You are accustomed to being able to buy any random product in any store and be assured of the safety of that product. That is because of a vast array of consumer-protection law that exists to do just that, and has control over the retail "walk into a bricks-and-mortar store" supply chain. There have always been ways to circumvent this, by working with smugglers with shady little shops, flea markets, etc. The smugglers take advantage of the fact that Customs has bigger fish to fry than looking for look-alike Wagos that aren't UL Listed. But this was only a problem for people who actively sought out shady dealers.

Then what happened? eBay brought smuggling to an industrial scale. Then Amazon figured out they could set up a warehouse, declare it a Free Trade Zone under NAFTA and since some products might direct-ship to Mexico, Canada, Bermuda etc., US customs could not enforce US law on the contents of the Free Trade Zone.

But of course Amazon would be liable if they sold the item to an American address. But not if the seller was actually a 3rd party and Amazon was only a drop-shipper. So that's what they did - Amazon Fulfillment drop-ships anything for any 3rd party (many eBay seller use it in fact)... and Amazon also allows 3rd party listings on Amazon's website, so Amazon is eBay now LOL.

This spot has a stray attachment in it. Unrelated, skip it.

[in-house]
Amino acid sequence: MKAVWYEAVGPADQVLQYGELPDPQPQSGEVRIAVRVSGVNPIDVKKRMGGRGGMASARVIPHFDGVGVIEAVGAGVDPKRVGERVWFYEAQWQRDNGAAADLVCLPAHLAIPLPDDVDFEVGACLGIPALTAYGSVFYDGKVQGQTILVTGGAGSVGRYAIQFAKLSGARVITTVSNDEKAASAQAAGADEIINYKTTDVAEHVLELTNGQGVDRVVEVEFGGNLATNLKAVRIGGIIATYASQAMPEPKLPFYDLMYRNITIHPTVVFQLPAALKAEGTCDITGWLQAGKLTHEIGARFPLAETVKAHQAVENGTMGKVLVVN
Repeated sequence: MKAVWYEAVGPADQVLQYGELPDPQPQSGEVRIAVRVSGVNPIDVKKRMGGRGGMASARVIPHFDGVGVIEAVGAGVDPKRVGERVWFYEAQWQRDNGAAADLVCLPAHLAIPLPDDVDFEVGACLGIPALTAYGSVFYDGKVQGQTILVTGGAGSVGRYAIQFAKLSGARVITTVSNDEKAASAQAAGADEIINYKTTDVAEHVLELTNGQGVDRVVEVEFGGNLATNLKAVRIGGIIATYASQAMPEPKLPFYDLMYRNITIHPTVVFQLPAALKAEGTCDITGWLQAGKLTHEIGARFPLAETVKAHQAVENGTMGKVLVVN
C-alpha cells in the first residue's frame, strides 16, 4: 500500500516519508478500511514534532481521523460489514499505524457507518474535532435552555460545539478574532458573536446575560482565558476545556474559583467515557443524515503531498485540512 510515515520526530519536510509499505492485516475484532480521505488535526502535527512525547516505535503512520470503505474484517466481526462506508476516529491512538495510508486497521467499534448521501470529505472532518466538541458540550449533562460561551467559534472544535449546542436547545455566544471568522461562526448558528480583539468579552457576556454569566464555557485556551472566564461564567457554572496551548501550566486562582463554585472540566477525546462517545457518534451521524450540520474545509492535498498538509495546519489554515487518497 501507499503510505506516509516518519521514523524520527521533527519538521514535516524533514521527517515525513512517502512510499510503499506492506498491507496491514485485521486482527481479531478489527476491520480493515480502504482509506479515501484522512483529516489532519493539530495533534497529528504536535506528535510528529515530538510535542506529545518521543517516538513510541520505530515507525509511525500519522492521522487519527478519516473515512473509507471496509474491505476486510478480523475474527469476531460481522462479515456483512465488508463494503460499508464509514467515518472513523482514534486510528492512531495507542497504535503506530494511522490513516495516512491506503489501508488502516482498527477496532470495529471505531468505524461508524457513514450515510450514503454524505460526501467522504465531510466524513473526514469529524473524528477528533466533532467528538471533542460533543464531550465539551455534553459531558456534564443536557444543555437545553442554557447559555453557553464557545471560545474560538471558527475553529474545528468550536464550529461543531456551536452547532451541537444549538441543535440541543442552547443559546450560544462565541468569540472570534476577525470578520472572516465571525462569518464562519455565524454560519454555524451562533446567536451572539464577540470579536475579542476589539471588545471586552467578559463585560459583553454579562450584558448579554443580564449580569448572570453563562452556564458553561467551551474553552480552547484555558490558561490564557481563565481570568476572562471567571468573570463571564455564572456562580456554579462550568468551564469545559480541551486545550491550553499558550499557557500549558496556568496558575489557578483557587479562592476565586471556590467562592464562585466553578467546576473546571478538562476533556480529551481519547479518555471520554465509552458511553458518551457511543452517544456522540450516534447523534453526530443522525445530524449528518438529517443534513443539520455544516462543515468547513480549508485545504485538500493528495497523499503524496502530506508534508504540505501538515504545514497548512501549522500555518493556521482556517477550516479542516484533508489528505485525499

They then make the listings as difficult as possible to distinguish from Amazon's own product, for which they are responsible. They've really got it figured out.

So your intuition is "something protects our product stream from dangerous junk" doesn't work on mail order goods.

Your seller of Chinese carpola would be happy if their product works for you, but they don't give a darn if it fails. They have no liability whatsoever if it fails. Insurance companies have tried and tried to sue them, but they're behind the Red Curtain and untouchable. Don't you notice that the seller names are obviously "made up" like KEMTOO" or the like? I have names for them - there's IkeaGuy whose shell companies sound like Ikea items, and All Caps Guy whose shell companies are random letters in all caps. Do your grandparents remember the halcyon days when the KRLWOMP jingle was heard on radio? No.

Your Answer

By clicking “Post Your Answer”, you agree to our terms of service and acknowledge you have read our privacy policy.

Not the answer you're looking for? Browse other questions tagged or ask your own question.